Lesson #1: beanbag Skee-ball Adapted from Uslick, J., & Barr, S. G. (2001). Children play mathematics at Camp Invention. Teaching Children Mathematics, 7(7), 392-94.

Time Allocation/Pacing Guide: Approximately 135 minutes (3 classes)
Outcomes from the Alberta Program of Studies (2007)

General Outcome:
Collect, display and analyze data to solve problems.

Specific Outcomes:

1. Differentiate between first-hand and second-hand data.
[C, R, T, V]

2. Construct and interpret double bar graphs to draw conclusions.
[C, PS, R, T, V]

Big Ideas: How does one effectively collect, organize, and display information? What is First-Hand and Second-Hand data, and what would be some importances of each?
Background Information:

Skee-ball is a game normally found at amusement parks or carnivals. One of the fun games that people can play is the classic Skee-Ball. The idea of incorporating Skee-ball into a mathematics lesson was adapted from - Children play mathematics at Camp Invention by Uslick, J., & Barr, S. G. (2001). The article informs educators about giving students the opportunity to experience math in a game context, one being Skee-Ball. Although the article makes specific curriculum connection to probability, I have added a way to weave the ideas to relate to data analysis and graph making. Therefore, the ideas were taken from Uslick & Barr and have been transformed to fit with statistics outcomes for Grade 5 (Alberta Program of Studies).

Note: Please see web link to article in the "For Teachers" folder.

Integration of Technology: Please refer to the "For Students" folder to view the web links and play Skee-Ball online. If the links do not work, simply Google “Skee-Ball Games” to find several other sites.

Procedure:

1. Have the students play the game, Beanbag Skee-ball.

-Set-up several games either in the gymnasium or classroom so there are 3-4 students per play area. Use masking tape or painters tape to outline the target. Another way to create the play area is to draw the target on poster paper and tape it down to the ground (Uslick & Barr, p. 393).

2. Before playing the game, have the students predict how many points they will accumulate after tossing the beanbag three times (min. 30, max. 150). Have students record their predictions. Tell the students they will be playing the game five times so they will need a total of five predictions. Each prediction will be made before each new round. Actual total scores need to be recorded beside the prediction for that particular round. Have students choose and decide how they will organize their information. Organizational strategies may vary, therefore it would be beneficial for the students to listen and discuss the ways they chose to organize their data. One method a student may choose is shown below:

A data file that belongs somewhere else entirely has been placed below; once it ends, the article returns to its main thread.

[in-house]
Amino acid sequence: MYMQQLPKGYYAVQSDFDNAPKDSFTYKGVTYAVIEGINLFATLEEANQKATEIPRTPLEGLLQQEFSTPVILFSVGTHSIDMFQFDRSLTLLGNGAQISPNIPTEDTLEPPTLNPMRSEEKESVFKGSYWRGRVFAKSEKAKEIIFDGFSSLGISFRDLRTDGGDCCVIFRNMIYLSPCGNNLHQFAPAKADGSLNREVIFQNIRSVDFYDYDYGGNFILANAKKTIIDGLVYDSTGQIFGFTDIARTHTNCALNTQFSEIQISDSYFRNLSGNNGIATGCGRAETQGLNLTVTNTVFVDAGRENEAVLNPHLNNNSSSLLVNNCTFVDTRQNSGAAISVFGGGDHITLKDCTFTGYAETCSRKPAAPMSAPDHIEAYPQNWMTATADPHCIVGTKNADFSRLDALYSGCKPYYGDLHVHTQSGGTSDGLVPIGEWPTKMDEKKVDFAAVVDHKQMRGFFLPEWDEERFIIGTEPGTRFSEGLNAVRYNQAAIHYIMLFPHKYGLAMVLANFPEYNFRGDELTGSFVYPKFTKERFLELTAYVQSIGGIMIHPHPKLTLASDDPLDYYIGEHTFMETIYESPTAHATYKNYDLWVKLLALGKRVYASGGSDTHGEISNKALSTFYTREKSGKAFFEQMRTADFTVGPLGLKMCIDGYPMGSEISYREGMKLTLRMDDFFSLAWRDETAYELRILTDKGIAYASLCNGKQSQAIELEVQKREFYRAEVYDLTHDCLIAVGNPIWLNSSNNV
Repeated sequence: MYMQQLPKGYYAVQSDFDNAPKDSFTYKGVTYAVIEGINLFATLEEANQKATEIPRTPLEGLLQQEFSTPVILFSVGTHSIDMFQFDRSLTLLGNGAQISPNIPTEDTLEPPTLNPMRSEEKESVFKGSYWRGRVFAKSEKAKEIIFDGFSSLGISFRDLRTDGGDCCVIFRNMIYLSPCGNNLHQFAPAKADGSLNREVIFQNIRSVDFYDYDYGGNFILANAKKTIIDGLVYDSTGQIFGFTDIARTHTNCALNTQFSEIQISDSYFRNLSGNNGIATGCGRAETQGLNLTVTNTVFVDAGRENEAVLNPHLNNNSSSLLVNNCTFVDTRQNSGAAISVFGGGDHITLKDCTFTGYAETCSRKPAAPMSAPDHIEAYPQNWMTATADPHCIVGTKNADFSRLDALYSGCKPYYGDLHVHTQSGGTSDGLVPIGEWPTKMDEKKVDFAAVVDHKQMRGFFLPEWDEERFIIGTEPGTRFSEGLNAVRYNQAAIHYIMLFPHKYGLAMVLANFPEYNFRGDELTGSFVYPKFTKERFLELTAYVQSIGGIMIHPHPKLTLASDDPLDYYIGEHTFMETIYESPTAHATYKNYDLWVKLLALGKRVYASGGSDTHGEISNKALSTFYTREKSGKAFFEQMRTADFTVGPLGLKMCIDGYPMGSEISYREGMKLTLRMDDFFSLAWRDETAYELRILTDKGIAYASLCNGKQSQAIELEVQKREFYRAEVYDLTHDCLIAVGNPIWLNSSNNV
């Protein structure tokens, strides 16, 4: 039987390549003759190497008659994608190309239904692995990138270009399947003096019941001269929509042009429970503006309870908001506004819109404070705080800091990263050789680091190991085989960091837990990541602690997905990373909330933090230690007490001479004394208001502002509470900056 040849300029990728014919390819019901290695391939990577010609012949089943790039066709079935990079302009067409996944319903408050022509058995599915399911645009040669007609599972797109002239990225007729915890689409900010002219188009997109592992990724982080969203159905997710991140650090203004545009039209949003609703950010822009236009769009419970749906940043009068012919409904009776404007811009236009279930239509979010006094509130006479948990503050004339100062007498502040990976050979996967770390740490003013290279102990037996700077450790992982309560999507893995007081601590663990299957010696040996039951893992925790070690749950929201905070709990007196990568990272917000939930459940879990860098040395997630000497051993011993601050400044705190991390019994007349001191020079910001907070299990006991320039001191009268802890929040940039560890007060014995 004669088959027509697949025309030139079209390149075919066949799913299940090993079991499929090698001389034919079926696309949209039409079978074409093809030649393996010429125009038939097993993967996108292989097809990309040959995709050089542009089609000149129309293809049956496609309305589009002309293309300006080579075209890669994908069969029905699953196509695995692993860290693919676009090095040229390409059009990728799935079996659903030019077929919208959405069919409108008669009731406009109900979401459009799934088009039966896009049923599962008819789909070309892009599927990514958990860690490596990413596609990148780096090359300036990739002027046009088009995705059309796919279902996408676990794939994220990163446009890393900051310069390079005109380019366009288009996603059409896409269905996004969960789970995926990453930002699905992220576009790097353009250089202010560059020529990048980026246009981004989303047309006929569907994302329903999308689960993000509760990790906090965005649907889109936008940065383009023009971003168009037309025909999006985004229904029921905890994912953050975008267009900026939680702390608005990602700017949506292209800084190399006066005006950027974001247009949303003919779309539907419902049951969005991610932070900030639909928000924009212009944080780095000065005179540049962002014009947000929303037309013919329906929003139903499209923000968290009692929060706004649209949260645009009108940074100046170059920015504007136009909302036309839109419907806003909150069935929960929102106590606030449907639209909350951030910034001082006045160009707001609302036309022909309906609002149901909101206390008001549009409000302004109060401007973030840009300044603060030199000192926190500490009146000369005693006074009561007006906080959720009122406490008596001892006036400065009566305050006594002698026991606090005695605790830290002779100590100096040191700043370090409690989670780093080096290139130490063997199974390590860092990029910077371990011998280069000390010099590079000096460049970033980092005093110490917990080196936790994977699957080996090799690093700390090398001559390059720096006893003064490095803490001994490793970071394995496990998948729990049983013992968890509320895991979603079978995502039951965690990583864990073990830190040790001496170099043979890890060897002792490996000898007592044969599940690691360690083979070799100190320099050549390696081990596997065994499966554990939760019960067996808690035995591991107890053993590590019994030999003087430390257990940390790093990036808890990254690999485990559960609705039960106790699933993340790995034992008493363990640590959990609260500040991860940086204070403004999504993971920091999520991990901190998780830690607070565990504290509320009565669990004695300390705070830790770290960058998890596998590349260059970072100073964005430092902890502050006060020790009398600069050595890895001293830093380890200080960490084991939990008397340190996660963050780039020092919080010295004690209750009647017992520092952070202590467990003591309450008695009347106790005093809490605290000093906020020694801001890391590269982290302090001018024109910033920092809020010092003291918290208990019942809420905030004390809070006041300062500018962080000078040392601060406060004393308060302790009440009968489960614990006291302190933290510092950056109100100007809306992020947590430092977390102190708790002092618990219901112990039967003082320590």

Round Prediction Actual Result 1 40 20 2 50 50 3 60 40 4 100 110 5 120 150

3. Begin playing! Each student will toss three beanbags onto the target play area labeled will 10, 20, 30, 40, and 50 points. After the three tosses, the student will total their point score beside their prediction.

4. After the five rounds have been completed, discuss with the students the differences and similarities between First-Hand Data and Second-Hand Data and have them list the characteristics in a Venn Diagram. After, have students write down the definitions of both terms.

5. “From the Skee-Ball activity you played earlier what kind of data did you collect, First-Hand or Second-Hand data? Explain your reason?”

6. Using grid paper, have the student graph their Skee-ball results in a double bar graph that compares their predictions and actual point scores.

7. Student Reflection:

*When conducting an experiment what are some important things to consider?

* In your own words, using your Venn Diagram on “First-Hand and Second-Hand Data,” describe in 2-4 sentences which one you think is more important and why?

Assessment:

a) Student reflection responses

b) Observation of a fair test during the experiment

c) Student graphs

d) The way students organized their data

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